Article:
Furthermore, the levels in the beta are not presented as they will be in the final game. The first half of the beta is probably very close to the final game, but there are clearly some story and lore elements chopped out, and the later portions of the beta content skip entire quests and dungeons, before the Cathedral levels and especially the Skeleton King are moved up from later portions of the act, to provide a conclusion to the beta.

    The Special Inventory Items

    The DiabloWikiNephalem Cube, the DiabloWikiStone of Recall, and the DiabloWikiCauldron of Jordan are highly-useful items that are essential possessions to characters in the game. All three are available in the beta, and all three are basically thrown at your character without any lore, story, quest connection, tutorial, or anything appropriate for their unique nature and importance.

    Remember how the Horadric Cube was obtained in Diablo II; there was a whole quest for it, with the cube found on the lowest level of a special dungeon. We’ll surely have quests like that in the final game for all three of the Diablo III special inventory items.

    In the Beta, the Nephalem Cube is the only one with any kind of presentation at all, and even that’s quite skimpy. The Blacksmith just hands it over after you complete the (very simple) first portion of the Shattered Crown quest by killing his zombie wife. There’s no lore for the item, no info about where the Blacksmith obtained it, not a word about how powerful it is or how your character should use it, no mention of the Nephalem (who seem to be a key element of the game’s plot), etc.

    Prior to the beta test, DiabloWikiBashiok said that the Blacksmith was the source of the Nephalem Cube, but that doesn’t mean the NPC just tosses it to your character like a stockbroker throwing the keys from his Beemer to a parking valet. In the full list of Act One levels (spoilers in that list) there’s a three-level dungeon called the Nephalem Cave. Perhaps the Blacksmith tells your character to travel to that cave to obtain this amazing item, (or to bring the Blacksmith something that he’ll trade you the cube for) and that portion was left out of the beta since it’s got plot and story detail the devs wished not yet to reveal?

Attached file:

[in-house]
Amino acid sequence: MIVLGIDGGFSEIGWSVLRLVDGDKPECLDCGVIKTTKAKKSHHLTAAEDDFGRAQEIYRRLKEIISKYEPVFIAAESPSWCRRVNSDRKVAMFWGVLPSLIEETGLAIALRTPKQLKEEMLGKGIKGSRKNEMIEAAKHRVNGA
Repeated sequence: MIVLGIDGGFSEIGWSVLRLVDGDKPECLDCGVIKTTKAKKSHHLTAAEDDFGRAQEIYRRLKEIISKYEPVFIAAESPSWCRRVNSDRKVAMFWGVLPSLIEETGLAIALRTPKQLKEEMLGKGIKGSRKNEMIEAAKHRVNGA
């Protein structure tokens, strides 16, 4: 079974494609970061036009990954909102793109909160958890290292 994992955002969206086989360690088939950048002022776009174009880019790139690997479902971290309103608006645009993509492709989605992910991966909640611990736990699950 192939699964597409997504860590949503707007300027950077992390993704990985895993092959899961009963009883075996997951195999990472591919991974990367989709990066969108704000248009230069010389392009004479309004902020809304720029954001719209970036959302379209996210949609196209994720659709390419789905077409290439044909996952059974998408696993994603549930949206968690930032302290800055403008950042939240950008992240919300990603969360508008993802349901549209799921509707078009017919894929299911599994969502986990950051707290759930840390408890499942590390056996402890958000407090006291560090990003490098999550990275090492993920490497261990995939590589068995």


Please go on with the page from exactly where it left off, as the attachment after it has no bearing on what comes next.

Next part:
As for the other two special items, there are both handed over without even the minimal quest connection the Nephalem Cube enjoys. Neither has any lore or a tutorial other than the item tool tip, and none of the NPCs say a word about them in quest dialogues. Neither item seems as tied to the game plot as the Nephalem Cube, but there must be *something* more to those items than them just being awarded you via some random, unrelated quest, as they are the case in the Beta.


    Cultists Interruptus

    DiabloWikiCultists have been one of the most common types of monsters in all previous Diablo III DiabloWikigameplay movies and Blizzcon demos. They featured prominently in the original WWI 2008 gameplay movie, they were included in the 2008 Blizzcon demo (which took place in many of the same early Act One levels that the beta does), they were legion in the Blizzcon 2009 demo, and they absolutely filled the Burning Halls level in the Blizzcon 2010 demo.

    So where are they in the beta? Only on Cathedral level 3, in relation to the DiabloWikiTemplar. Half a dozen Cultists are casting some kind of energy beam to hold him prisoner, while a seventh stands around with nothing to do. That one attacks your character when you draw near, as do various skeletons who are summoned (by nothing) and appear around the Templar. There are only so many skeletons though, and if you just stand there and wait, about a dozen will appear, in groups of 2 or 3. And then… nothing happens.

    The six remaining Cultists hold the force field indefinitely, no more monsters appear, and nothing attacks your character. You can even kill one of the six Cultists, and the other five will keep doing their force field thing. Forever. Eventually you have to smack them to free to Templar though, and when you do they die very easily and quickly. A few screens later you find 3 more Cultists “guarding” the shiny chest that holds the Templar’s gear, and they die just as easily. They have no attack spells, no summoning ability, and they hardly even bother to fight before they die.